How can I disrupt disruption?

Over the past four weeks I’ve reviewed Clayton Christensen’s disruptive innovation theory, identified other factors involved in disruption, looked at how damaging this can be to certain industries,  and using Apple as a case study shown that depending on your industry and your business strategy you could become a victim or a victor in the disruption wars.

So how in this uncertain and complex business environment can I avoid being disrupted, beyond sticking to my strategy?

Today, I’d like to look at three capabilities that if utilized well will enable you to predict and disrupt the disruption process and avoid the pitfalls facing other business leaders.

Here’s my model of the typical disruption process, no matter the industry… You are blue… the disruptor is red, danger ahead.

typical disruption process

In the first phase, you are a successful business, serving your customers well, looking to innovate for margin growth, growing performance steadily.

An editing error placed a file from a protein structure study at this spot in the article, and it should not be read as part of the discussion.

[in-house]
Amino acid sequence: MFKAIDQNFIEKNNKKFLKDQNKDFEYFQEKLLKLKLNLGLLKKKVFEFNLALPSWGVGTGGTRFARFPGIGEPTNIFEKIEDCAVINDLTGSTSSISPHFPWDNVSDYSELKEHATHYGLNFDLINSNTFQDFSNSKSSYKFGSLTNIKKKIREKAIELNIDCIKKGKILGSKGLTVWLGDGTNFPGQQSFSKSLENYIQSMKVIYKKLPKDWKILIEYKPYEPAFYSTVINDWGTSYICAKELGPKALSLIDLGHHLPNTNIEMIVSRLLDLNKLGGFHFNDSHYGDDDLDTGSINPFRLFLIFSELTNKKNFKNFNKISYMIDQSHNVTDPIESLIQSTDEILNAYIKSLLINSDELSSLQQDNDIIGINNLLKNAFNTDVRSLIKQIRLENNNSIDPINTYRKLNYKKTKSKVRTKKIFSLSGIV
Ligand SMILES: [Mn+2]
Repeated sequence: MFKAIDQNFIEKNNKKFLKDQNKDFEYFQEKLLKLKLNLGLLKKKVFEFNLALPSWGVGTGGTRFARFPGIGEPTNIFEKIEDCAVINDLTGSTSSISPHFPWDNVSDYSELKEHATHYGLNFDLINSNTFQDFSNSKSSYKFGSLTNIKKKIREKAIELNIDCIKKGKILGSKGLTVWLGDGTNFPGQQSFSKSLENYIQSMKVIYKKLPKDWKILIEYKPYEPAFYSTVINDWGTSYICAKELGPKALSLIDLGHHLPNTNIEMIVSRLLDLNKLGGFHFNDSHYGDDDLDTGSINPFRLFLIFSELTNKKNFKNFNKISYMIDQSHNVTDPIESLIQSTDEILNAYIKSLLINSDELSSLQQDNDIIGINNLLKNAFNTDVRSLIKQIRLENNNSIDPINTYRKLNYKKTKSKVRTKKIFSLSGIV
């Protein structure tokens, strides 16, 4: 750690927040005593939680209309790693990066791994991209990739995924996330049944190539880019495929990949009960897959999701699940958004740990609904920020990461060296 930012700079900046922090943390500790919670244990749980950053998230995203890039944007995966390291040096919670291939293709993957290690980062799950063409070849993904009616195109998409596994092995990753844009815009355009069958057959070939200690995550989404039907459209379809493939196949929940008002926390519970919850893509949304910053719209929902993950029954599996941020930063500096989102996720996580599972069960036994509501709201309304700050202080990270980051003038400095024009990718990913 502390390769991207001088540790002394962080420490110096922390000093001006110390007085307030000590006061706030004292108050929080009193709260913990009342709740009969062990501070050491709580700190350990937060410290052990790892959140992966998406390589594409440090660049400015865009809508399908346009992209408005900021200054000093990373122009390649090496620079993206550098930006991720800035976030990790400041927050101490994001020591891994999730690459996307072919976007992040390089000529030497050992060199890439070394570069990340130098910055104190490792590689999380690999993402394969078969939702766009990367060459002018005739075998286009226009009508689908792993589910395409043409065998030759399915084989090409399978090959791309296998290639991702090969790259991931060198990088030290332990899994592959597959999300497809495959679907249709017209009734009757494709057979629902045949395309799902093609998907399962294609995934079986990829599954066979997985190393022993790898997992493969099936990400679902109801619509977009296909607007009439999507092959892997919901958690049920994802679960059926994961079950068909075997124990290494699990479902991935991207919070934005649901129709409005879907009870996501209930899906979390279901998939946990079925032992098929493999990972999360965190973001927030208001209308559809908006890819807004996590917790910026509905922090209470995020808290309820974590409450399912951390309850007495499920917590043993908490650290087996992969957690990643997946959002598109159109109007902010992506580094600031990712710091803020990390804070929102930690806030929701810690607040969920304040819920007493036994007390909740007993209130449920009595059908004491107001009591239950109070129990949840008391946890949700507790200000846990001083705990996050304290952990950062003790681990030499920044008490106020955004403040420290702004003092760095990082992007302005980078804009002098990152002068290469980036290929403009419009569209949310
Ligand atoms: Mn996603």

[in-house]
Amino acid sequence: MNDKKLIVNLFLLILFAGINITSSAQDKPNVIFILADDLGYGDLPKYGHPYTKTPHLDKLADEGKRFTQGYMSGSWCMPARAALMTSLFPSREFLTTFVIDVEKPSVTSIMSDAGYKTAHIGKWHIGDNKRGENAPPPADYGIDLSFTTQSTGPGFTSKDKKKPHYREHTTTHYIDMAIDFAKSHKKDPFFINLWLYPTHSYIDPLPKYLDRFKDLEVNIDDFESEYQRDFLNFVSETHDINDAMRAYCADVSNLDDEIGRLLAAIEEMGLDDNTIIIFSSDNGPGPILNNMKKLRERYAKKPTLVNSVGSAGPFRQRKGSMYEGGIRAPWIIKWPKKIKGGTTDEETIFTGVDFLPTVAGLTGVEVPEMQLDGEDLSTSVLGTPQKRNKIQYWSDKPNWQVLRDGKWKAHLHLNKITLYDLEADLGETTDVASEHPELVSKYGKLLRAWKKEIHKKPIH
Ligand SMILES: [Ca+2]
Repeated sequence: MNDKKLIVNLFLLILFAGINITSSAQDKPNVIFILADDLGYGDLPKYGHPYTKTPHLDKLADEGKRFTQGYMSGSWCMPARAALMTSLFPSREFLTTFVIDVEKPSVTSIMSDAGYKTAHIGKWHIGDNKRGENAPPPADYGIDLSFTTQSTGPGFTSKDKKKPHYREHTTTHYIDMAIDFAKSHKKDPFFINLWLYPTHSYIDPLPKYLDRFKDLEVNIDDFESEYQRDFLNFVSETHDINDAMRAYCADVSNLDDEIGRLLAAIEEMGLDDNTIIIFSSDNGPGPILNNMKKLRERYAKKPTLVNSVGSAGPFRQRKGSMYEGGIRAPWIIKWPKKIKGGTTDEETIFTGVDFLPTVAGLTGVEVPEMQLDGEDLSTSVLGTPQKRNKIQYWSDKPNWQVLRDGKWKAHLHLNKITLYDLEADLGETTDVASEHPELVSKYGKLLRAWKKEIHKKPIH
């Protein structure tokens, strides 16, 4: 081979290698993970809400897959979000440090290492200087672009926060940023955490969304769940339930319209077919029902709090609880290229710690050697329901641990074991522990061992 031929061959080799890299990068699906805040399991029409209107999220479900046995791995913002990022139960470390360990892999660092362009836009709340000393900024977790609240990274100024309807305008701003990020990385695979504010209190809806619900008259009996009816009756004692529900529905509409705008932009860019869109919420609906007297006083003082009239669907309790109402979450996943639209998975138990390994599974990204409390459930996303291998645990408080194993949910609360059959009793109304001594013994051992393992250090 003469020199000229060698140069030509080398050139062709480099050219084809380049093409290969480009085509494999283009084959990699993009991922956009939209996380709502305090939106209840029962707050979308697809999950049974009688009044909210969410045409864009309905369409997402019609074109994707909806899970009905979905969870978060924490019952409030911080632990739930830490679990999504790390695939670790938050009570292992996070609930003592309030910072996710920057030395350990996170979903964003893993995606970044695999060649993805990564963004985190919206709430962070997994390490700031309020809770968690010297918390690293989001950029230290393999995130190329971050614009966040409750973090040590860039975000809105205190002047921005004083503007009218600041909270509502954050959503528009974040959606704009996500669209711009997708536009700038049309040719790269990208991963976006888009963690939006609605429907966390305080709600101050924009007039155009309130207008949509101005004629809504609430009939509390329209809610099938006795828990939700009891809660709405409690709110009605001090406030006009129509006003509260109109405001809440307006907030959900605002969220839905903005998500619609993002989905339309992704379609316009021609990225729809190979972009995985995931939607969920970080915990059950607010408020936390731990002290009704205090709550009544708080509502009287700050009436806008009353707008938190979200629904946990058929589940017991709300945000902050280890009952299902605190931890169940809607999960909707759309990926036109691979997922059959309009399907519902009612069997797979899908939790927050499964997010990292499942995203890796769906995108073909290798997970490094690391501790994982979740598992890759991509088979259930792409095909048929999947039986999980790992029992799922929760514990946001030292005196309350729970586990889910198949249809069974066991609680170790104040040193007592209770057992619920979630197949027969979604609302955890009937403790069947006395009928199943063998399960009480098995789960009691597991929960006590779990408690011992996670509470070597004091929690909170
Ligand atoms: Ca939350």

Often successful companies become increasingly competitor and customer focused in their drive for better performance. So much so, that they can become myopic. Successful incumbents can have a tendency not to look at the fringes of their industry; don’t look at what non-competitors are doing around the edges of their market; avoid investigating what non-customers may want in their market. They avoid thinking about new industries, don’t spend time with external R&D experts, or suppliers or partners identifying the faint signals that may become a future disruption in their industry. An example of this is Nokia and Blackberry myopia in ignoring the mobile phone potential of Apple and the iPod (the iPhone prototype without being a phone) to disrupt their core business. They also didn’t see the potential of a more customer focused Android OS to be a key disruptive force if linked with a low cost manufacturer.